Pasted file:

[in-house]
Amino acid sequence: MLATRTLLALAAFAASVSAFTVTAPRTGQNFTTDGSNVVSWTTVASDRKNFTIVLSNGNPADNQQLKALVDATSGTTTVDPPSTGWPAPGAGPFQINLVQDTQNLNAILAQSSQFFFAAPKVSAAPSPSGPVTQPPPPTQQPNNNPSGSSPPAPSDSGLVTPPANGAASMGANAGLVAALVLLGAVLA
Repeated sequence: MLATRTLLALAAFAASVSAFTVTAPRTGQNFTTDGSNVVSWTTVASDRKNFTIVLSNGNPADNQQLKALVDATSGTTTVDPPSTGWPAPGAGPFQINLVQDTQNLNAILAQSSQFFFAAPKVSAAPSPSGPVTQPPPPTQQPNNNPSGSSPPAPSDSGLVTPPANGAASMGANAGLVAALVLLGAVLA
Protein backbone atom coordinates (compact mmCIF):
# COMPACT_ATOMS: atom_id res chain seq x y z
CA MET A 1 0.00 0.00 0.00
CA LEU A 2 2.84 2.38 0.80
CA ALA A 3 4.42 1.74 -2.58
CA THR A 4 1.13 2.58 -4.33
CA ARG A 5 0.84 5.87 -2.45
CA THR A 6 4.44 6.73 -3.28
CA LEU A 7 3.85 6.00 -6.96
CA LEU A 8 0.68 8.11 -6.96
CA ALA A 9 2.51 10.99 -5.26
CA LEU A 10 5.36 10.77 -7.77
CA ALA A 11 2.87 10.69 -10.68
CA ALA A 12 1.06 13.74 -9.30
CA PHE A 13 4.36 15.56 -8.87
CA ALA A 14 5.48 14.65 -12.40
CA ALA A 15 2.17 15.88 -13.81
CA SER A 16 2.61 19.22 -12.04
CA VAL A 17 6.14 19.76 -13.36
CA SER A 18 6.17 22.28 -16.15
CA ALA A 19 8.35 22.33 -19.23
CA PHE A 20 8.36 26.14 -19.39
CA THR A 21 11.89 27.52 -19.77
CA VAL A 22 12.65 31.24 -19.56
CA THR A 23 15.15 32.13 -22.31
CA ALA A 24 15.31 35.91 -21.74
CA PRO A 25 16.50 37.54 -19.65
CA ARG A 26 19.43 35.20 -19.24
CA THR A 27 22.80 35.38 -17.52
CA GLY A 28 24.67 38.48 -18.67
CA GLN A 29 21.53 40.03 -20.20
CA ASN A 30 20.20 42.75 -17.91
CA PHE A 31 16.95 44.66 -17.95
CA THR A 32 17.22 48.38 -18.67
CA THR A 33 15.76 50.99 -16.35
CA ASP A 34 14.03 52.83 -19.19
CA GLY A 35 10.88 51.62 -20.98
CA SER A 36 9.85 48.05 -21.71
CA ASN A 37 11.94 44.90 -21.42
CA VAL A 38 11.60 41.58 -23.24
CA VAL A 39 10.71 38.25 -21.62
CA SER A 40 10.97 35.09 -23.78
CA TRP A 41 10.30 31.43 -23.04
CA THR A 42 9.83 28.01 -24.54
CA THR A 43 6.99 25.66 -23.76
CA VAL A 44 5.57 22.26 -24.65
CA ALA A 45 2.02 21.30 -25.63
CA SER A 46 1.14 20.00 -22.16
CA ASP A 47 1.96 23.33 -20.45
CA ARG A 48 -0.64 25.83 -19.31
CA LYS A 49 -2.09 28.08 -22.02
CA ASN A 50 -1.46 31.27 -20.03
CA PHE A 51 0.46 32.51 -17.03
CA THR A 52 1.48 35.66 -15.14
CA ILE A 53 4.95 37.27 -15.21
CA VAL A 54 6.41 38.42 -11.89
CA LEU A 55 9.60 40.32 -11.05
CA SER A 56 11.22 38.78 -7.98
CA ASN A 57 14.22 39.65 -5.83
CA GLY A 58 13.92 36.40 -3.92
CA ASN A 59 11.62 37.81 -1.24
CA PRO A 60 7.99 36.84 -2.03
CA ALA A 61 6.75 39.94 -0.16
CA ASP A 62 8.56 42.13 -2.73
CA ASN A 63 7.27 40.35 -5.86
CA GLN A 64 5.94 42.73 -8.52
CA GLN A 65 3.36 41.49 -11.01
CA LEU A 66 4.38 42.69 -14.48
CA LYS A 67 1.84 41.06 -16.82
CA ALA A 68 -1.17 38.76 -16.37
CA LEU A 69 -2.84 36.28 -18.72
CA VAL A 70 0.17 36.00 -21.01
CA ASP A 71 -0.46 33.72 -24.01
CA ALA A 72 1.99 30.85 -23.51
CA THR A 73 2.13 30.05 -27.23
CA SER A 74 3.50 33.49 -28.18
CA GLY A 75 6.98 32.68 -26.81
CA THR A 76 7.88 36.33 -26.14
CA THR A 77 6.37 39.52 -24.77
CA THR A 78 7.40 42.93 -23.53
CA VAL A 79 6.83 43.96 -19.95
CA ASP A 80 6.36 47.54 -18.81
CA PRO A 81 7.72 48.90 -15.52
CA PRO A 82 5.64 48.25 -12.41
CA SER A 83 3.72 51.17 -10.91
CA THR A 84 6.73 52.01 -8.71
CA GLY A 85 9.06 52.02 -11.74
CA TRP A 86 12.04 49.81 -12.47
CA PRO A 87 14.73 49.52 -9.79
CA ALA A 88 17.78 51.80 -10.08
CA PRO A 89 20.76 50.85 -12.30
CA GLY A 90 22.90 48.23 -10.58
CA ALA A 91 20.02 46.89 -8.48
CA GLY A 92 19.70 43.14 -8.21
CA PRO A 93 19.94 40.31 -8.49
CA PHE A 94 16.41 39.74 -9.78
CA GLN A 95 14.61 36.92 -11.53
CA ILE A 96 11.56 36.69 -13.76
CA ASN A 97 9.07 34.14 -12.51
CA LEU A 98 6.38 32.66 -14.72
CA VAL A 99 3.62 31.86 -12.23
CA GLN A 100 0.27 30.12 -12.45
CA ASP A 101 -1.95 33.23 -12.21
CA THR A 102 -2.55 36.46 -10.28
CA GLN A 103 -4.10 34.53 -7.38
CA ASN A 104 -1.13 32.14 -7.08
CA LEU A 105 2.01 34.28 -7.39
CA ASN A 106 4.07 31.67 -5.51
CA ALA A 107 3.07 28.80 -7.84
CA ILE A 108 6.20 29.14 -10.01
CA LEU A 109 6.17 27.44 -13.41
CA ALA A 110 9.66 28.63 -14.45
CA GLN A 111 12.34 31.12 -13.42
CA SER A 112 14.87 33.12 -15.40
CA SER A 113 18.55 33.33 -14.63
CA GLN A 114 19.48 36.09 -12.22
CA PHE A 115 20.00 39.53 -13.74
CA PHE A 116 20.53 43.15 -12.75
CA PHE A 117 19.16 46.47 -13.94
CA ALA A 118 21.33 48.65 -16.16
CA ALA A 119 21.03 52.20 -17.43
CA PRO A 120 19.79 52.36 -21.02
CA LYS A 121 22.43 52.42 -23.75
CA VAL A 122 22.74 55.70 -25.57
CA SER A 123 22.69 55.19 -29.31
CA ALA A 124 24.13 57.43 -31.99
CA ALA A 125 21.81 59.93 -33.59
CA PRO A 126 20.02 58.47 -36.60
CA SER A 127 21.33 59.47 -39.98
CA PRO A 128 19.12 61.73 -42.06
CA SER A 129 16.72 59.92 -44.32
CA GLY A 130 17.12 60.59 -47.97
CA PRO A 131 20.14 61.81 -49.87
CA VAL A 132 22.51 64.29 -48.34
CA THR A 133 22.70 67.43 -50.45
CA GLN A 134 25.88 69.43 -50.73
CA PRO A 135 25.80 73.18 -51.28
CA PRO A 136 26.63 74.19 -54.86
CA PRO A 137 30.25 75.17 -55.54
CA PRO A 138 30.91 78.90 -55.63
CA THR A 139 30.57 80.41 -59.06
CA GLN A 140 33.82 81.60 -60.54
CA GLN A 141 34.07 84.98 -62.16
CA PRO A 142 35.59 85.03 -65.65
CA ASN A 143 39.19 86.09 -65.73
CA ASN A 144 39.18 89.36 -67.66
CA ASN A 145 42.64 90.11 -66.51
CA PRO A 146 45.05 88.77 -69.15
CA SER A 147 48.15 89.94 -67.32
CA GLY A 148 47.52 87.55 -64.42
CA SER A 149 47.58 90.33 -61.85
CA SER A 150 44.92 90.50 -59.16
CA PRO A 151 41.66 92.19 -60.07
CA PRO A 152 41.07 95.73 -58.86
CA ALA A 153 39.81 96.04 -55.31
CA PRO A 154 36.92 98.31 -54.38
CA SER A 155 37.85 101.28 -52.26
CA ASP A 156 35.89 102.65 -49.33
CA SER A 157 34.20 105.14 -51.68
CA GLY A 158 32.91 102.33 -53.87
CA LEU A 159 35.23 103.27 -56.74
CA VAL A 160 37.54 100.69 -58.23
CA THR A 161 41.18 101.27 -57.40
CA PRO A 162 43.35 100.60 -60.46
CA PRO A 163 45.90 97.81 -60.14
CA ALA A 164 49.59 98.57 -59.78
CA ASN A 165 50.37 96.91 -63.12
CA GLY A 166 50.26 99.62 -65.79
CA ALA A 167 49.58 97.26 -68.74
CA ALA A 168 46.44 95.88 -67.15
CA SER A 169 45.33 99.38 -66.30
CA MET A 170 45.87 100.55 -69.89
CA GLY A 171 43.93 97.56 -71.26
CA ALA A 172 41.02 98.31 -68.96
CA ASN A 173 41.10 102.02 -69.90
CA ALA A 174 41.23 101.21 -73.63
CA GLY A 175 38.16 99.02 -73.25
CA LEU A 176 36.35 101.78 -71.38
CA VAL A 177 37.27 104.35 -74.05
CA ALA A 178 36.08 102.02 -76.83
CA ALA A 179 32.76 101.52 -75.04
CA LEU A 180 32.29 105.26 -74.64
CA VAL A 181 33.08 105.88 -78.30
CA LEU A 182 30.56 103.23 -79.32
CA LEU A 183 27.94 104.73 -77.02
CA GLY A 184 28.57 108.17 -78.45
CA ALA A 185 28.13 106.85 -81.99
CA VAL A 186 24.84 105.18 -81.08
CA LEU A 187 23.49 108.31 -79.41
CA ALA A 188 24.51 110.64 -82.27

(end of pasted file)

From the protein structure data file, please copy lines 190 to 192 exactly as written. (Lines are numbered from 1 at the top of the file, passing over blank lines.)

CA ALA A 185 28.13 106.85 -81.99
CA VAL A 186 24.84 105.18 -81.08
CA LEU A 187 23.49 108.31 -79.41